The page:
This story of how a bunch of know it all nerds juggled some numbers and burned down the best parts of NYC filled me with rage Flood a Bronx native tries for an evenhanded, no bad guys approach, but when there are overtly racist motivations at work he doesn t shy away from describing them Although he is trying to simply be critical of certain approaches to governance and avoid conspiracy theory weirdness, I was left thinking that a bunch of bad people orchestrated a decades long ethnic cleansing program in my grandparents neighborhood Flood uses the oxymoron free market a little too often for me, but his general point feels right that systems that gather knowledge and solutions from the bottom up and with an entrepreneurial spirit are less capable of large scale destruction than top down grand planner hierarchies, and that both are prone to corruption There is a warning here for all the people currently enad with big data and data mining these mostly white boy tech heads are just going to justify their racist and sexist garbage with a bunch of crap numbers they pulled out of their butts, claiming, I am not racist, the computer says this is the right thing to do and if it harms people of color all the better well, sorry, but that s basically what happened when they let the Bronx burn and the same kinds of jerks are working on the same kind of evil today But that s me, Flood is much chilled out about the whole thing I wanted to read this book because the fires and the fiscal crisis of 70s NYC are the context for true school hip hop and Fania salsa But this is mostly about the planners and the jerks at RAND and the firefighters and not so much about the people of the Bronx although the founders of hip hop get a mention in the conclusion.

  7. says:

    Reminiscent of Seeing Like a State.

  8. says:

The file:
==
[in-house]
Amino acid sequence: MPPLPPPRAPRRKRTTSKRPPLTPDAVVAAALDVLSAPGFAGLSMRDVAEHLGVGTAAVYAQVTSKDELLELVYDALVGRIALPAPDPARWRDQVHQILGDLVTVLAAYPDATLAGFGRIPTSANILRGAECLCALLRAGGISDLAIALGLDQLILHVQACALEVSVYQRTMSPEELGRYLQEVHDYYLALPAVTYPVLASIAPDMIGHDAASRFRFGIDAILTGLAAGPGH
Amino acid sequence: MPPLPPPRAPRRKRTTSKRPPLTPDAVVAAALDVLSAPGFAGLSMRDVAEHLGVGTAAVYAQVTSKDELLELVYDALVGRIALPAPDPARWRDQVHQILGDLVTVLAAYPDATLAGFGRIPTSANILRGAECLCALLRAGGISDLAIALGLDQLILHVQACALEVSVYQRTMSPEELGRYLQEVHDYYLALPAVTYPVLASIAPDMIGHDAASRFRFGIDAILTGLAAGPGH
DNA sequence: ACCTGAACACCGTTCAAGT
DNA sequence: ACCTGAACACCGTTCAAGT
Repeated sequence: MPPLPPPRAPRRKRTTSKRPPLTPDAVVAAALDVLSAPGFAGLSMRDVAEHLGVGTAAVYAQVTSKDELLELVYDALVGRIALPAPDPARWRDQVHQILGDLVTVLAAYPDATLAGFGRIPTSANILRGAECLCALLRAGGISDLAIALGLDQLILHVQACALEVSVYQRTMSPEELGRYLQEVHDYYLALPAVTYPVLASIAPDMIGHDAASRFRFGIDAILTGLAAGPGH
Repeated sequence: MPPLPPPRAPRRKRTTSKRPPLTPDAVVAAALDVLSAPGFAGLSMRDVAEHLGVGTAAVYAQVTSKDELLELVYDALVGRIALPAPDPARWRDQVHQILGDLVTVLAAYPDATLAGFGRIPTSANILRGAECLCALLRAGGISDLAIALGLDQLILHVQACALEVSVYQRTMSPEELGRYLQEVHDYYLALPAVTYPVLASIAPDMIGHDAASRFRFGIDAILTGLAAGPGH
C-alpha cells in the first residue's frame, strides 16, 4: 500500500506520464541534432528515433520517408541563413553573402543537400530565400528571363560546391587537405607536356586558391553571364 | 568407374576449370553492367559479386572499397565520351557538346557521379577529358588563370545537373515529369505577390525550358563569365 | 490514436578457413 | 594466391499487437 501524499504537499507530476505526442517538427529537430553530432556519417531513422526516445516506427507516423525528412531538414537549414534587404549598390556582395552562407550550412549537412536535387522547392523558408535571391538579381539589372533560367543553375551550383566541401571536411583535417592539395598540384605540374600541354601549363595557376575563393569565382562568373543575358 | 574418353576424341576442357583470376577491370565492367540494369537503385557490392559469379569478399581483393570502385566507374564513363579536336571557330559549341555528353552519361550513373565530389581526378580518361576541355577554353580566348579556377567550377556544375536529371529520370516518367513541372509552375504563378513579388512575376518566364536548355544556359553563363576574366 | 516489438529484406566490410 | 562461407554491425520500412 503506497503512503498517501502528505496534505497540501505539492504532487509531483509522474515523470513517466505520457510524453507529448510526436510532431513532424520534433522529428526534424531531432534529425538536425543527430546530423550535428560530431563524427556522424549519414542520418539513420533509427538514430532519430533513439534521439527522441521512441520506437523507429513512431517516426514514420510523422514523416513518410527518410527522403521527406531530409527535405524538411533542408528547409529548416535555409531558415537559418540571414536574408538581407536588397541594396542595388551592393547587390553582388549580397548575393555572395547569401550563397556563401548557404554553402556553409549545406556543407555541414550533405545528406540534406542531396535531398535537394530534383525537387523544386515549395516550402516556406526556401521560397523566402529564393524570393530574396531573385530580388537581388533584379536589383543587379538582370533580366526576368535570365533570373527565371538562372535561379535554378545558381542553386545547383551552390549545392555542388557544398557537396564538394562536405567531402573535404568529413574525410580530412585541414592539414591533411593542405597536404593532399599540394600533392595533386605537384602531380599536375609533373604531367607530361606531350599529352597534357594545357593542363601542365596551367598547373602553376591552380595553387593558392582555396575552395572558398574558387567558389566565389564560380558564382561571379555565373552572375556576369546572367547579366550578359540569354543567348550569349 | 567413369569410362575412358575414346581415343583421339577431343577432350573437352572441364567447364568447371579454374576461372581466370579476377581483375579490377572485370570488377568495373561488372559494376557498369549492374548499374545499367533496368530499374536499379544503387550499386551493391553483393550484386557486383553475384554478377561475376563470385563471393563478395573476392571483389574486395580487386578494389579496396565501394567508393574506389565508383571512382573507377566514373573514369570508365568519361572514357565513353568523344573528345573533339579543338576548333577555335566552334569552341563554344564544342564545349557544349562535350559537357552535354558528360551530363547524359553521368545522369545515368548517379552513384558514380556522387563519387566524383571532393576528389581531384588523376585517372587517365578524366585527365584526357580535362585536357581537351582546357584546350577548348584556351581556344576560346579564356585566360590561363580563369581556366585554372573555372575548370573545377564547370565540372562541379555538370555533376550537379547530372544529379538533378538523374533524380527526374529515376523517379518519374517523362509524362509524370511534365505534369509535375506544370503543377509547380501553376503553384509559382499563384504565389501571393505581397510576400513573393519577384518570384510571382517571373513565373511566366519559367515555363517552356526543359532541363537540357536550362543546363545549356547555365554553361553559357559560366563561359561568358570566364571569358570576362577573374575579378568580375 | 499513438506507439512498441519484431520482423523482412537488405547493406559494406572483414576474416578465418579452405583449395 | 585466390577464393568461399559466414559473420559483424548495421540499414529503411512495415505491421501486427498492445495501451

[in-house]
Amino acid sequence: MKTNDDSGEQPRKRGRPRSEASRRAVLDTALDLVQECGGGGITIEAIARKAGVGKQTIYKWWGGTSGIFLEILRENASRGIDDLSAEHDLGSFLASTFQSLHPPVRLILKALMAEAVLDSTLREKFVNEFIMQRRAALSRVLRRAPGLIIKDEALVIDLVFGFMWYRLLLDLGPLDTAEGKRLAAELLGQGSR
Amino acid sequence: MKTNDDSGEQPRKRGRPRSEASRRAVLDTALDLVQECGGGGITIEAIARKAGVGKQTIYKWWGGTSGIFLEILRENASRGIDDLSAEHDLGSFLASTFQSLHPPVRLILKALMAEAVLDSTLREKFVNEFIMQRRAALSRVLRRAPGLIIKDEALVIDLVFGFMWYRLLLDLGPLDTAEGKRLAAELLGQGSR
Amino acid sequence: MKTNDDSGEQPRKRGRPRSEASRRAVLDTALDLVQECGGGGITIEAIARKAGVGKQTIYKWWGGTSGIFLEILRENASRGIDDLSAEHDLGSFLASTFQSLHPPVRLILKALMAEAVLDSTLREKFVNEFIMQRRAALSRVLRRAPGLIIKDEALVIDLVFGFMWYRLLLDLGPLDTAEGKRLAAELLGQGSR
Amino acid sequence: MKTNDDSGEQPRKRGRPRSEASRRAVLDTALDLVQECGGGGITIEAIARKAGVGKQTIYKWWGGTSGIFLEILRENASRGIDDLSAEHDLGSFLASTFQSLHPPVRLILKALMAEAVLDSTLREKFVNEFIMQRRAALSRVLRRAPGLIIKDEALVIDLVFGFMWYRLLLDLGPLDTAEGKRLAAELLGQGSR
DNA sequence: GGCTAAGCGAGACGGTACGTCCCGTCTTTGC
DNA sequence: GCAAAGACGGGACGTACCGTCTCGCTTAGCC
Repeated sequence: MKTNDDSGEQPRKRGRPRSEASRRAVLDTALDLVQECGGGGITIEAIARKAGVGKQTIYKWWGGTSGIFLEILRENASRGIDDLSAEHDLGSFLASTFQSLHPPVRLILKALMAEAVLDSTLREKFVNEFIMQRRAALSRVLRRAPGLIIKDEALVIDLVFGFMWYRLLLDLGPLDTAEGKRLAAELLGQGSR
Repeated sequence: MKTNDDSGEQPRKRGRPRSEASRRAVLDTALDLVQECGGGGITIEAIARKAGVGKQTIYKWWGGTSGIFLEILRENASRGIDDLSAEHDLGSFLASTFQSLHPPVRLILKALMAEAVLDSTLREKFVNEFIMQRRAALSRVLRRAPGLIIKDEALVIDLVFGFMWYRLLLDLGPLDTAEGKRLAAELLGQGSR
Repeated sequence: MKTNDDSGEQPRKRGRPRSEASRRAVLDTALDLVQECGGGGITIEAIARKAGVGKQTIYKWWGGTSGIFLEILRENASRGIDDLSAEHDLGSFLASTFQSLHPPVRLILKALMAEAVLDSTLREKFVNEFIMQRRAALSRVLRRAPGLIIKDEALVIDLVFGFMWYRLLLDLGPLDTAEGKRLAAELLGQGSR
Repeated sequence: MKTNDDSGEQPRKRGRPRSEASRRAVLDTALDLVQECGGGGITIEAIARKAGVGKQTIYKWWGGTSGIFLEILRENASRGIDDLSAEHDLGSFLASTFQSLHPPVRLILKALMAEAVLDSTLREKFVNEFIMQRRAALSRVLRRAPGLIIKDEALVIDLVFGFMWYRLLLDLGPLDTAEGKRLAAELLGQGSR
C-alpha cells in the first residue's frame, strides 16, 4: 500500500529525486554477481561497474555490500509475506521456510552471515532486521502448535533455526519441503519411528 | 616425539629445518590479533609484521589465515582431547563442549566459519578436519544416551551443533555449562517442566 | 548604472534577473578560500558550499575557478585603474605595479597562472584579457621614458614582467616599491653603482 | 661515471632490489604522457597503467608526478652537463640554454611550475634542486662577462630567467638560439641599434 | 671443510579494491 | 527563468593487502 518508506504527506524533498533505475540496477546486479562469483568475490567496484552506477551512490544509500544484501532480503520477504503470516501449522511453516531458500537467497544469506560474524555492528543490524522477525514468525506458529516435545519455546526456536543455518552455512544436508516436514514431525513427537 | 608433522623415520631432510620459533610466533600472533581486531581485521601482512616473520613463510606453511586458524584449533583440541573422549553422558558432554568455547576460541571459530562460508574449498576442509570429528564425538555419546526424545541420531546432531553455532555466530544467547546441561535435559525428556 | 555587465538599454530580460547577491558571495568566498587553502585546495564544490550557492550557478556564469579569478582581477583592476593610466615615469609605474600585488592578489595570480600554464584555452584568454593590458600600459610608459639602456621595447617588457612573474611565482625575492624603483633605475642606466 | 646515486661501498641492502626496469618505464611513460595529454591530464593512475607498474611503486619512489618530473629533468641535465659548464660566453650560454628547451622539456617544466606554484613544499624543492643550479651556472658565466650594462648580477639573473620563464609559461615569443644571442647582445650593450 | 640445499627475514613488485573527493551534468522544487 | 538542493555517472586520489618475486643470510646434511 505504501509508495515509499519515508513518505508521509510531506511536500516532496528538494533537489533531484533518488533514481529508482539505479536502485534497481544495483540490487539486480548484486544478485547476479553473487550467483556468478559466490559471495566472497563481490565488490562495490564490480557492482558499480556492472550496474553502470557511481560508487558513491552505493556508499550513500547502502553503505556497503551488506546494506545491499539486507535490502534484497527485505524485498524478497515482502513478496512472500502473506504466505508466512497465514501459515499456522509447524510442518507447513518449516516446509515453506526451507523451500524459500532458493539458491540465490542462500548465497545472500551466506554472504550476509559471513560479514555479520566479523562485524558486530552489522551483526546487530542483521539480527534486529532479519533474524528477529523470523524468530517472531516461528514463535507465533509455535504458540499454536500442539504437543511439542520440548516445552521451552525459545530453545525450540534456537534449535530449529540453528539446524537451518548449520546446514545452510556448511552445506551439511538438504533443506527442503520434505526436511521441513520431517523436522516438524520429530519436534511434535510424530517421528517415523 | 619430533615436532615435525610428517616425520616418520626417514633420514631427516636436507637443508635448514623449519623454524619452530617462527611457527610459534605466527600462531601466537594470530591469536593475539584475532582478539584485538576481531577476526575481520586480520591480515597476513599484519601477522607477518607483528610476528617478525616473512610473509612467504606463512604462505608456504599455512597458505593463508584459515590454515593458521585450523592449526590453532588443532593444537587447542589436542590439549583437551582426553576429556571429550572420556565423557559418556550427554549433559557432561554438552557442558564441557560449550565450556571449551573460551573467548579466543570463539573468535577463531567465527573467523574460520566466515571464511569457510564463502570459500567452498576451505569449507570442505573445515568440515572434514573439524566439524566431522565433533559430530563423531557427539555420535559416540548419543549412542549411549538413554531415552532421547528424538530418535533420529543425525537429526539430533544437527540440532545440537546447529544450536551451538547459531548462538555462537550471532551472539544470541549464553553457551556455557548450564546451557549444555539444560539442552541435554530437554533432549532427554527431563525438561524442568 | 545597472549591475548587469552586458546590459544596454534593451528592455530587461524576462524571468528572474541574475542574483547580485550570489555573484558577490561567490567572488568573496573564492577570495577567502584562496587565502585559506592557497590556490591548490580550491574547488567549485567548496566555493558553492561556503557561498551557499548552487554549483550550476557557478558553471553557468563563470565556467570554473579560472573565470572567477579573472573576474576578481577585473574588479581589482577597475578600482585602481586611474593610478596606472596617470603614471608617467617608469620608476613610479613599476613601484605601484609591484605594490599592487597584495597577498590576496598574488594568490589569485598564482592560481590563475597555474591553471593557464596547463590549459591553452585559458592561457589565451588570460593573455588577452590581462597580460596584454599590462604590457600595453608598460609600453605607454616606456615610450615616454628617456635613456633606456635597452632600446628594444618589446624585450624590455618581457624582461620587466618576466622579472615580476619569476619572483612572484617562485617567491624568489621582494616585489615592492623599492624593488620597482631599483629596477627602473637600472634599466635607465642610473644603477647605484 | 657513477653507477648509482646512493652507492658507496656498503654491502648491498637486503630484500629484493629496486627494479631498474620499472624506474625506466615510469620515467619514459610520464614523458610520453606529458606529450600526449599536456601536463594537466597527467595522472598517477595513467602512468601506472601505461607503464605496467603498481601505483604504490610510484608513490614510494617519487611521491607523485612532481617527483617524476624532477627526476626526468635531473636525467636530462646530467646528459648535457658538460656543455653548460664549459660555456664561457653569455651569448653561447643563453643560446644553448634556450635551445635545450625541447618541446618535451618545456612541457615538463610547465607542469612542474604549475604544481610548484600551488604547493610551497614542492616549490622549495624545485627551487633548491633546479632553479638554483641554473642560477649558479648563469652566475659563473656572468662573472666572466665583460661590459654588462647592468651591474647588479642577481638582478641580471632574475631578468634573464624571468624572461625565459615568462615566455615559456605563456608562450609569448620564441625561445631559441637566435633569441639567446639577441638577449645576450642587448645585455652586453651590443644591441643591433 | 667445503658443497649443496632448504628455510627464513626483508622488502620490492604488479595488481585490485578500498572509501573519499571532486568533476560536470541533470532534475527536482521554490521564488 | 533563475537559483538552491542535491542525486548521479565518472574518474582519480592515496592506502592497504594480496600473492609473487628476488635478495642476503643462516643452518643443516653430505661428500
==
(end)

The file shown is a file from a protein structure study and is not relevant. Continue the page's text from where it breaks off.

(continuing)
Another book about the Mayor Lindsay administration with a reference to Good Intentions in its title In my review of Morris Cohen s book, The Cost of Good Intentions, I mentioned that one of the few successes Cohen attributed to the Lindsay administration was its revamping of the fire department under the influence of RAND studies Considering that significant parts of New York burned to the ground in the 1970s, Cohen probably should have been careful to play up even that claim In this book Joe Flood investigates the RAND influenced fire station closing policy implemented under Fire Chief and Commissioner John O Hagen that clearly exacerbated the fires of that decade Flood begins with a largely complimentary picture of O Hagen, pointing to him as the origin of much contemporary fire fighting technology under his leadership, the NYFD was the first to use telescoping tower ladders that extended both up and over burning buildings, the first to use early jaws of life steel cutters to save trapped victims, and it used some of the first practical air masks for fire fighters O Hagen also conducted a study to prove that accelerants in cigarettes were the largest cause of preventable death in NYC, and he helped pass the pioneering Local Law 5 in 1972, which became the standard for building code safety ever after Yet Flood goes on to note that the RAND NYC study of fire response times, when used to condone cuts demanded by the city s fiscal situation, led to disproportionate closing of stations in the neediest areas especially the Bronx and Bushwick that led to fires getting out of control in what firefighters still call the War Decade Of course, as is typical in much contemporary journalism, Flood goes on to indict statistical models in general, and even veers further off tangent to discuss the shortcomings of President Bush and the War in Iraq His facts, however, actually point to the problems with simple political applications of statistical models For instance, the stopwatches used by the RAND researchers to measure response time were sabotaged by firefighters unions worried about budget cuts Likewise, in order to give the wealthy areas of the cities better response times, RAND divided the city into seven completely arbitrary hazard categories, with the wealthiest getting hypothetical stations Commissioner O Hagen also pushed the RAND researchers to find cuts for second stations in dangerous areas where his union opponents were most powerful In the end, the RAND NYC study which was later purchased by HUD and became the basis of many fire insurance maps seems to be the product of what Hayek called scientism, a false scientific sheen laid upon fairly arbitrary assumptions.A lot of the book trods over familiar and often inaccurate territory HOLC maps, urban renewal, Robert Moses , and does it in a pretty bland way One cool takeaway though arson probably never accounted for than about 7% of all NYC fires in the 1970s, and those were often in buildings already abandoned because of other fires.